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Protect and serve

Law enforcement gathers to remember fallen heroes

Dozens of law enforcement officers followed the parade route on U.S. Highway 93 in their vehicles to honor fallen officers, and although the end couldn’t be seen from the beginning, together they curved around Flathead Lake in Polson. Motorcycles went first in front of a string of police cars from across the state and Canada. Police trucks pulled boats followed by more cars, and finally, a few antique police cars brought up the end.

The road next to Linderman Elementary School was blocked off to give the officers space to park on Wednesday, May 18. In their formal uniforms, they proceeded into the school gym to attend the annual Montana Law Enforcement Memorial Ceremony.

Elementary school students from several schools walked past photos of officers near the entrance as they also moved into the gym with other community members. 

“These are the fallen police officers that died protecting us,” Rhonda Crowl, instructional coach, said to the students about the photos. “This is a chance to thank them and say that we appreciate them so much for giving their lives in the line of duty.” 

Polson Police Chief Wade Nash organized the memorial with his department this year.

“We committed to this a few years ago,” he said explaining before the ceremony that a different agency hosts the event each year. 

Inspector Jason Dobirstein from the Canadian Lethbridge Police Service said the Canadians came to the memorial to “show support and build relationships.”

The ceremony began as the Montana Highway Patrol Honor Guard posted the colors. Bob Ricketts sang the American National Anthem and the Canadian anthem. The Chief Cliff Singers performed the Native American honor song. Chaplin Gregg Perkins of the Polson Police Department said a prayer to remember the officers that were taken too early.

Chief Nash thanked everyone for attending as he stood on the stage in front of the officers, several with their families, and community members. He asked the officers to remember to spend extra time with their families.

“As soon as you put on that vest, you don’t know if you’re coming home,” he said. He added that he wanted to personally thank everyone that made the ultimate sacrifice. Nash took a moment during his speech to deliver roses to the family members at the memorial of fallen law enforcement officers.

Confederated Salish and Kootenai Tribal Police Chief Craig Couture was one of the people with a rose. He spoke during the memorial. He told a story about a time when he was a little boy and he asked his family why there wasn’t a grandfather at his grandmother’s home. It turns out that his grandfather, Alex Couture, was killed in the line of duty in 1963 as a tribal police officer, and he left behind a wife and five children.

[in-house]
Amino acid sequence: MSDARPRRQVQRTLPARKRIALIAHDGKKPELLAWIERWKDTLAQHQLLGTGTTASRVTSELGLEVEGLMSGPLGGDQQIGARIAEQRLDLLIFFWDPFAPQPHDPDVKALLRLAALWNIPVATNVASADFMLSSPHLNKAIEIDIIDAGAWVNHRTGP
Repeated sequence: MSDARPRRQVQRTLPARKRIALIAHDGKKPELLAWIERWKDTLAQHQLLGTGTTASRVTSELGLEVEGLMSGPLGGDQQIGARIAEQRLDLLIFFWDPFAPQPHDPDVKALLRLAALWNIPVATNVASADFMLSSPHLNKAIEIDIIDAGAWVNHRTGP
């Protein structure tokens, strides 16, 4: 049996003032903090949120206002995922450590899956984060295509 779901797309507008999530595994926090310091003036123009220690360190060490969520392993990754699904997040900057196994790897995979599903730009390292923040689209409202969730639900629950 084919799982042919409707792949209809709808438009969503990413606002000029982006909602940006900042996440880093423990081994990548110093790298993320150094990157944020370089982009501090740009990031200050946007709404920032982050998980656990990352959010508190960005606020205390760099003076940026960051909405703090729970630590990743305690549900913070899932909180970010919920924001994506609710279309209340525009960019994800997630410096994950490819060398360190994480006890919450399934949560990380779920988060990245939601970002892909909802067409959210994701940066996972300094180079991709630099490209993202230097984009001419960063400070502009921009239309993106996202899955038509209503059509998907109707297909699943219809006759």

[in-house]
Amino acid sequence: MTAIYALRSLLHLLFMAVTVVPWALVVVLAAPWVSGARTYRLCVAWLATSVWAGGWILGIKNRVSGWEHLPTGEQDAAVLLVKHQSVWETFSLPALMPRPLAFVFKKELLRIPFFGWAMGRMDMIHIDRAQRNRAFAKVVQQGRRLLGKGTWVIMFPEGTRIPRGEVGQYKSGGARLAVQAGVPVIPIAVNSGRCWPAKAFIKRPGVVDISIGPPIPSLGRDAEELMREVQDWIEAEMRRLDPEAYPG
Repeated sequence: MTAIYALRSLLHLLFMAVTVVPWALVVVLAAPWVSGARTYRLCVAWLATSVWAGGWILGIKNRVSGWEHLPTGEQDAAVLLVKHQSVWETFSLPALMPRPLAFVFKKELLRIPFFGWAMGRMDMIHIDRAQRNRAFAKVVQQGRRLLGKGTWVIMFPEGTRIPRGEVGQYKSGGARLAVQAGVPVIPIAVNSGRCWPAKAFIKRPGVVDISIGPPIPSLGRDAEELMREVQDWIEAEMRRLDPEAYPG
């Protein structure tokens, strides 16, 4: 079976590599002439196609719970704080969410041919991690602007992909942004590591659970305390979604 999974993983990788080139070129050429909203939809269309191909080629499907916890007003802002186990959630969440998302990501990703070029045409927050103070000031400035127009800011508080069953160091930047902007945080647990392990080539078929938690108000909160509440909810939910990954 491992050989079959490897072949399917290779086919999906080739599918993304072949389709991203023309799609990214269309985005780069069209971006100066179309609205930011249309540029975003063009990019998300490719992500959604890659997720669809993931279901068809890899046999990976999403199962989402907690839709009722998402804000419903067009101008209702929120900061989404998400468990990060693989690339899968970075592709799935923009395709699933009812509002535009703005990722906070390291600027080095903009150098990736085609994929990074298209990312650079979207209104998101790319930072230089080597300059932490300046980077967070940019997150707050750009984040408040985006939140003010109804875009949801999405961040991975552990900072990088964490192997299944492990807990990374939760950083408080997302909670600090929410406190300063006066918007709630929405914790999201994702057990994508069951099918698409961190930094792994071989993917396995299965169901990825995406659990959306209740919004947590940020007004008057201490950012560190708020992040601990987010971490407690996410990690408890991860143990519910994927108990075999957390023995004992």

As a boy, Chief Couture stood in front of his family with his chest out and chin up and said: “When I grow up, I’m going to become a policeman.” Chief Couture’s son is also carrying on the family tradition of serving in law enforcement. He said that it was important to remember the fallen.

“We pass on their names and memories to everyone that wears this uniform,” he said.

Montana Attorney General Tim Fox said that the memorial was a time to pay tribute to the 128 officers that have died while on duty in Montana since the late 1800s. He said the story of officers leaving behind family “echoes down through history.” 

Fox said the civilian population needs to show officers support and appreciation. He said that people shouldn’t generalize thousands of officers in a negative light because of the poor decisions of a few.

Fox defined officers as heroes, not to be confused with mystical creatures, that put their lives on the line to help the public.

“Heroism isn’t doing extraordinary things, but rather, doing ordinary things with extraordinary dedication,” he said.

He went on to say that people in law enforcement need the public’s support because they see the worst things people are capable of doing every day. He added that the week set aside to celebrate law enforcement officials comes and goes, but the commitment to supporting them must continue throughout the year.

During the memorial, the names of more than 100 officers were read out with the agency they served and the year they died. Joyce Kramer, the mother of one of those officers, took to the stage. She talked about the importance of supporting the families of the fallen officers and encouraged people to support a national group called Concerns of Police Survivors (C.O.P.S).

Chaplin Perkins closed the memorial with a final prayer. He said being a law enforcement officer takes a special calling and dedication and people need to remember those that died while serving their communities. 

Several agencies from all over Montana attended the memorial including the Royal Canadian Mounted Police, Alberta Police, Confederated Salish and Kootenai Tribal Police, Blackfeet Tribal Police, U.S. Customs and Border Patrol, Montana Motor Carrier Service, Montana Highway Patrol, Whitefish Police, Butte Silver Bow Police, Bozeman Police, Hamilton Police, Missoula Police, Lewis and Clark Sheriff’s Office, Helena Police Department, Kalispell Police, Ronan Police, Lake County Sheriff’s Office, Ravalli Sheriff’s Office and more.

 

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